June 18, 2021
The global pandemic has blurred the lines between home and work for millions of people around the world. Where once there was a clear distinction between being on and off duty, the demands of remote working and ever-presence of smartphones has created an ‘always on’ culture in many organisations. The trend has led to a number organisations in the UK to now call for a ban on out-of-hours emails in order to alleviate pressures on employees mental health. But is this really necessary, or even logistically possible, for the new world of work? We asked four leading experts for their thoughts.
“When we receive emails we sometimes trigger ‘threat brain’ by scaring ourselves. We do this by imagining – and feeling frightened about – what will happen to us if we don’t respond,” says psychologist and author of Being with Others: Curses, spells and scintillation, Nelisha Wickremasinghe. “For those of us who have learned in childhood that our self-worth is dependent on pleasing others, being highly efficient, competent and always coming first, a late night email is likely to trigger threat brain.”
Wickremasinghe goes on to explain “Threat brain says if you don’t respond to this email now you will prove yourself to be unloveable, inadequate and worthless. Often it is the voice of our inner critic that represents our threat brain reaction, and some of us have a very harsh critic dictating to us how we should and shouldn’t be. Our inner critic is trying to do a good job for us by reminding us of how we should be, but it damages us by keeping us in threat brain and preventing us from being who we actually are.
So, should the risk of ‘threat brain’ change the way we communicate? “I don’t think it is time to ban out of hours emails, but it is time to soften our inner critic and to start being kind to ourselves. Research shows that self-kindness changes the way our brain responds to both real and imagined threat and enables to deal with the work place pressure more effectively.”
What out of hours really means
“The whole issue of “out of hours” work is not as straightforward as one might expect” says remote work expert Chris Dyer. “Managing the total hours of work should be the goal of organizations and leaders, but with more flexible, remote and hybrid work, employees have the option to be on or off throughout the day.”
The pandemic has brought to light how different people manage their time around other commitments. “For some people, taking an hour in the morning with their children could mean giving up an hour in the evening to meet important deadlines, so leaders should allow staff the autonomy to plan their lives and careers,” Dyer continues.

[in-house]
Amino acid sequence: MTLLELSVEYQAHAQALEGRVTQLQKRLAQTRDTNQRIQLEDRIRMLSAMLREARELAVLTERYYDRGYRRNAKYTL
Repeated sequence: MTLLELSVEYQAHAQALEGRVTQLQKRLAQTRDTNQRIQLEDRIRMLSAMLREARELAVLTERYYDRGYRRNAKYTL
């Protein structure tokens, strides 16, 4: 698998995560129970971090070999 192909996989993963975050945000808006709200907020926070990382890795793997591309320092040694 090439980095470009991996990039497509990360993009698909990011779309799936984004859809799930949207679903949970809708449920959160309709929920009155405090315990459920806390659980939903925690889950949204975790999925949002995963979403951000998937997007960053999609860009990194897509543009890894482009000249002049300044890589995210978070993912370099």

In his new book, Remote Work, Dyer urges leaders to be shining examples: “Encourage staff to refrain from working when they should be off. Despite urgent issues, emergencies and sudden events, we want to make sure that our people are not completely wrecked and the long-term growth of the company depends on their longevity.”
“In order to really make change happen, we need to tackle some of the deep-rooted assumptions that individuals hold, educate people and truly engender behavioural change,” says business psychologist and co-founder of Blacklight Advisory, Dr Ajit Menon. “Legislation alone will not do this. People will always find ways to circumvent legislation or to use a loophole, but we do need to tackle the issue of some managers not respecting the work-life boundaries of their colleagues.”
In his new book, What Lies Beneath: How Organisations Really Work Dr Menon explores the underlying cultural issues that often cause bigger problems, and he argues that this is also a question of culture: “Merely dictating rules will not have impact. Instead, let’s create the right environment and the right culture within our teams and organisations for this to work. Set clear expectations on working patterns, hold people to account where there are violations, invite feedback and then, most importantly, act on it.”
“Everybody has different working styles so it’s important to acknowledge that out of office emails need to be considered from both the sender and receivers’ point of view,” says human behaviour expert and author of The Hidden Edge: Why Mental Fitness is the Only Advantage That Matters in Business, Jodie Rogers. “We hear leaders say, “I like to work at odd hours so I tell my team to ignore the late night or early hours of my emails” but this is not how people feel when they see emails coming through at erratic hours. We need to think about what works for us and what is the message that we are communicating with our teams? Ask “Do I need to send this at 2:30am?” or utilize the ‘send later’ feature on your email platform.
One thing Rogers recommends is creating an email signature that explains your preference for unconventional hours with the explicit understanding that this communication fits in my life at these hours and you can return my email at a time that bests suits your life.
“Ultimately,” she continues “it’s about helping people be empowered to understand there will always be more work. Self-management and boundaries are essential around email for a healthy and productive team. Email is a form of communication, it’s not the work. We’re getting paid to think, make decisions and creatively problem solve – not sit in our inboxes.”